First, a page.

Monday, November 07, 2005
When I Was Graduated from High School...
they published Fury of Firestorm #1 (because you DEMANDED it!).
Firestorm's heyday, brief and flickering like the candle he resembles, fell smack dab in the middle of the period during which I wasn't reading comics. You know, "adolescence", that period when you can no longer take childish delight in comic books but aren't ready to enjoy them in the layered way an adult does.
During adolescence, without the icons of DC to guide them, many people lose their moral compass and fall into various evils: sloth, dissipation, rebellion, wantonness, emotional overindulgence, Marvel Comics (9 out of 10 Kirby Cultists are lost to us during their teen years). Fortunately, I avoided all those evils until I was an adult (when I could really afford them).
As a result, I was spared Ronnie Raymond, the Peter Parker of the Post-Atomic Era. Ronnie, who skipped the spider-bite part and went straight for a huge dose of radioactivity. Check out that cover: classic Marvel ghost-heads of supporting characters from your private life. To me, Firestorm is the personification of DC's rejection of What It Does Best in an attempt to Ape The Competition.
Ronnie was the anti-Peter: stupid, handsome, stupid, athletic, stupid, and popular. Are the kinds of kids who want to read about a physics-powered hero really able to identify with a guy like that?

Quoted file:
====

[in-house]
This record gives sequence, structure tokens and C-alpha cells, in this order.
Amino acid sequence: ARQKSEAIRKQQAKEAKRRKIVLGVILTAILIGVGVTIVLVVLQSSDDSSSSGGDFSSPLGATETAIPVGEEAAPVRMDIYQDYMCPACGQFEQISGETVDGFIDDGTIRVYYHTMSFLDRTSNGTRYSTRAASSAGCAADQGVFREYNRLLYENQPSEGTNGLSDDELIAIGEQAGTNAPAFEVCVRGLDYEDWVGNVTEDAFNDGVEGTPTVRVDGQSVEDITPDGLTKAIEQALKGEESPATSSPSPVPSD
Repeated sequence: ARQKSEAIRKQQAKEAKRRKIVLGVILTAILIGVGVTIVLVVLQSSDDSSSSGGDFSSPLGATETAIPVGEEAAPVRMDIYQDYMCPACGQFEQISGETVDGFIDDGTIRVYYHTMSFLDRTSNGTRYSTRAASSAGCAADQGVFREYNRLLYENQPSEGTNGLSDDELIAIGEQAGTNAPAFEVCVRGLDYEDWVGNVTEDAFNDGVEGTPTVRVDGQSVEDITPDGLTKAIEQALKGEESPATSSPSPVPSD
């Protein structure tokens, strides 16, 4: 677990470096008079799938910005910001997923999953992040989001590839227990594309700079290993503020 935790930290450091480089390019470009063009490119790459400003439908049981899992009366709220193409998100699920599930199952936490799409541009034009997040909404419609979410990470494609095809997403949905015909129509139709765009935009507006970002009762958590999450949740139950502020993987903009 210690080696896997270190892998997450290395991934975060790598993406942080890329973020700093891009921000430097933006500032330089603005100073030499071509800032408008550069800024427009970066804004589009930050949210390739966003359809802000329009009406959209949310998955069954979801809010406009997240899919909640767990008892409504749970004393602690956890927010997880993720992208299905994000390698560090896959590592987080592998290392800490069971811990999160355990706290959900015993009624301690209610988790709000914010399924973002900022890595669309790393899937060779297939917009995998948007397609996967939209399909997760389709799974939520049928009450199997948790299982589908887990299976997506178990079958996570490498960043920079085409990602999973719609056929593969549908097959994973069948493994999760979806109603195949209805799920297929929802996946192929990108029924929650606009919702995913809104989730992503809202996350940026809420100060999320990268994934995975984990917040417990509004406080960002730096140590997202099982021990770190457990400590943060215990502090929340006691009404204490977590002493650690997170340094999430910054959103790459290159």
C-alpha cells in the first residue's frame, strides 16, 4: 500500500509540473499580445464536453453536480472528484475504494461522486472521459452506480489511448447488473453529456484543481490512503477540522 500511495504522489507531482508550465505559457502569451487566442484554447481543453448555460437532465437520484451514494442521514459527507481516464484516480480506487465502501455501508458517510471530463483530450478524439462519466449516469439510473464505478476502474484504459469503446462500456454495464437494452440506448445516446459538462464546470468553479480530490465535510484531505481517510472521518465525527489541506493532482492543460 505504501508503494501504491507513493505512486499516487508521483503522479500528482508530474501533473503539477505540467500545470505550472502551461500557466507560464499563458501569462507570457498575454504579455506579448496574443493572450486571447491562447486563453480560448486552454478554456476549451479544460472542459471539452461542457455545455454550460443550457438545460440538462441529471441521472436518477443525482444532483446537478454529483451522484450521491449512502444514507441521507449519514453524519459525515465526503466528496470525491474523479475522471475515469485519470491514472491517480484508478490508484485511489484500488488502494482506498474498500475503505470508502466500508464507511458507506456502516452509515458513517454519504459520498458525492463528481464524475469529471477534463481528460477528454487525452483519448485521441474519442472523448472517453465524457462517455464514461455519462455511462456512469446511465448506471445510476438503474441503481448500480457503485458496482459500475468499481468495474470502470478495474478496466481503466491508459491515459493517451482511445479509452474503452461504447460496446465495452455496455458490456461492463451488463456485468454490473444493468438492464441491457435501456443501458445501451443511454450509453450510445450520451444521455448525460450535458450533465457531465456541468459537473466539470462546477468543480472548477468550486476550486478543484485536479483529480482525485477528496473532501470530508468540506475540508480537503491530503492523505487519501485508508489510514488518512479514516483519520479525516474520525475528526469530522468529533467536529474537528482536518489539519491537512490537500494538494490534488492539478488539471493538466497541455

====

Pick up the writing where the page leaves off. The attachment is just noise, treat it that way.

I think that's the secret behind whatever popularity Firestorm had (has?): readers didn't want to be Firestorm. They wanted to be Ronnie Raymond....
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I was about 11 when I first discovered Firestorm. I never found Ronnie, Prof Stein or any of the non-superhuman supporting cast all that interesting. But Firestorm himself was kinda cool...the flames coming out of his head, the billowy sleeves, the nuclear symbols all over the place. As a budding artist, I found Firstorm was a bitch to draw, but an interesting challenge. Actually it was Firestorm's colourful rogues gallery I found the most interesting. Yeah I know some were lame, make that many were lame. But characters like Black Bison and Killer Frost were awesome. It's funny how DC spent the late 80s and early 90's killing off a good chunk of Firestorm's villains, after making Firestorm himself unrecognizeable.
I wonder if you would say more about "the layered way" that adults read comics. I'd never really given thought to how I approach comics as an adult as being different from how I approached them as a kid, but I suppose there must be a significant difference...
My first exposure to Firestorm was his dynamic debut in the explosive first issue of his orginal series, which I purchased off the news stand when I was a wee lad of ten. I was immediately taken with the character; I think the idea of a hero with two secret identities appealed to me, and his deeply weird costume didn't hurt. Regardless, my early exposure to the character made me an enthusiastic and loyal reader of his later series, especially after John Ostrander took over the title in '87.
I liked Firestorm in the Conway issues. But it was seriously cracked that a jock's high school tormentor was a brain.
I'm so happy Cliff Carmichael is back! At long last, he's made his jump from bullying geek to true supervillainy!!
Pretty helpful data, lots of thanks for your post.
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